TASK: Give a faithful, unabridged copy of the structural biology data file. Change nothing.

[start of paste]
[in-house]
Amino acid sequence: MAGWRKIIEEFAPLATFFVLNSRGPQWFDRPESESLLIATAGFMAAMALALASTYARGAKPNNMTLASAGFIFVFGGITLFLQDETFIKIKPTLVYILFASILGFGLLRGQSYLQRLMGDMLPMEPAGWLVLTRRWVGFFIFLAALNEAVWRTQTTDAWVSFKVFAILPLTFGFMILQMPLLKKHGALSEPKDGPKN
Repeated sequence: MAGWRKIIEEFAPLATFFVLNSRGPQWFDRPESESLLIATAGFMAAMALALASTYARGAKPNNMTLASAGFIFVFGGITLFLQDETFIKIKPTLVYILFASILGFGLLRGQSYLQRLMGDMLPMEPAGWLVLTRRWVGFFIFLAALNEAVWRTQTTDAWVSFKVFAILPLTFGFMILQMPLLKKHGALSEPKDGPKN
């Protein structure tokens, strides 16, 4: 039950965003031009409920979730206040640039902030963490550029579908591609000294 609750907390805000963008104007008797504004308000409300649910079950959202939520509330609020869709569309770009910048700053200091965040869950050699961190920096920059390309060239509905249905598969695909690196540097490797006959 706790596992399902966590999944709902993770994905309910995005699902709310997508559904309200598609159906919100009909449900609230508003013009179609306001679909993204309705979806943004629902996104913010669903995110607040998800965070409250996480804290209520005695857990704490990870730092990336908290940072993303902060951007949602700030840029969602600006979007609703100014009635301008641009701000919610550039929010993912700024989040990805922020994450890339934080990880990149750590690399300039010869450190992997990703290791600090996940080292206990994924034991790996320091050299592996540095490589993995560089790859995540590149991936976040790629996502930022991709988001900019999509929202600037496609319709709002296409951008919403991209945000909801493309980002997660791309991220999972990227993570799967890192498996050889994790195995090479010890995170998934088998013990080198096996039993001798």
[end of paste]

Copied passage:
[in-house]
Amino acid sequence: MAGWRKIIEEFAPLATFFVLNSRGPQWFDRPESESLLIATAGFMAAMALALASTYARGAKPNNMTLASAGFIFVFGGITLFLQDETFIKIKPTLVYILFASILGFGLLRGQSYLQRLMGDMLPMEPAGWLVLTRRWVGFFIFLAALNEAVWRTQTTDAWVSFKVFAILPLTFGFMILQMPLLKKHGALSEPKDGPKN
Repeated sequence: MAGWRKIIEEFAPLATFFVLNSRGPQWFDRPESESLLIATAGFMAAMALALASTYARGAKPNNMTLASAGFIFVFGGITLFLQDETFIKIKPTLVYILFASILGFGLLRGQSYLQRLMGDMLPMEPAGWLVLTRRWVGFFIFLAALNEAVWRTQTTDAWVSFKVFAILPLTFGFMILQMPLLKKHGALSEPKDGPKN
């Protein structure tokens, strides 16, 4: 039950965003031009409920979730206040640039902030963490550029579908591609000294 609750907390805000963008104007008797504004308000409300649910079950959202939520509330609020869709569309770009910048700053200091965040869950050699961190920096920059390309060239509905249905598969695909690196540097490797006959 706790596992399902966590999944709902993770994905309910995005699902709310997508559904309200598609159906919100009909449900609230508003013009179609306001679909993204309705979806943004629902996104913010669903995110607040998800965070409250996480804290209520005695857990704490990870730092990336908290940072993303902060951007949602700030840029969602600006979007609703100014009635301008641009701000919610550039929010993912700024989040990805922020994450890339934080990880990149750590690399300039010869450190992997990703290791600090996940080292206990994924034991790996320091050299592996540095490589993995560089790859995540590149991936976040790629996502930022991709988001900019999509929202600037496609319709709002296409951008919403991209945000909801493309980002997660791309991220999972990227993570799967890192498996050889994790195995090479010890995170998934088998013990080198096996039993001798």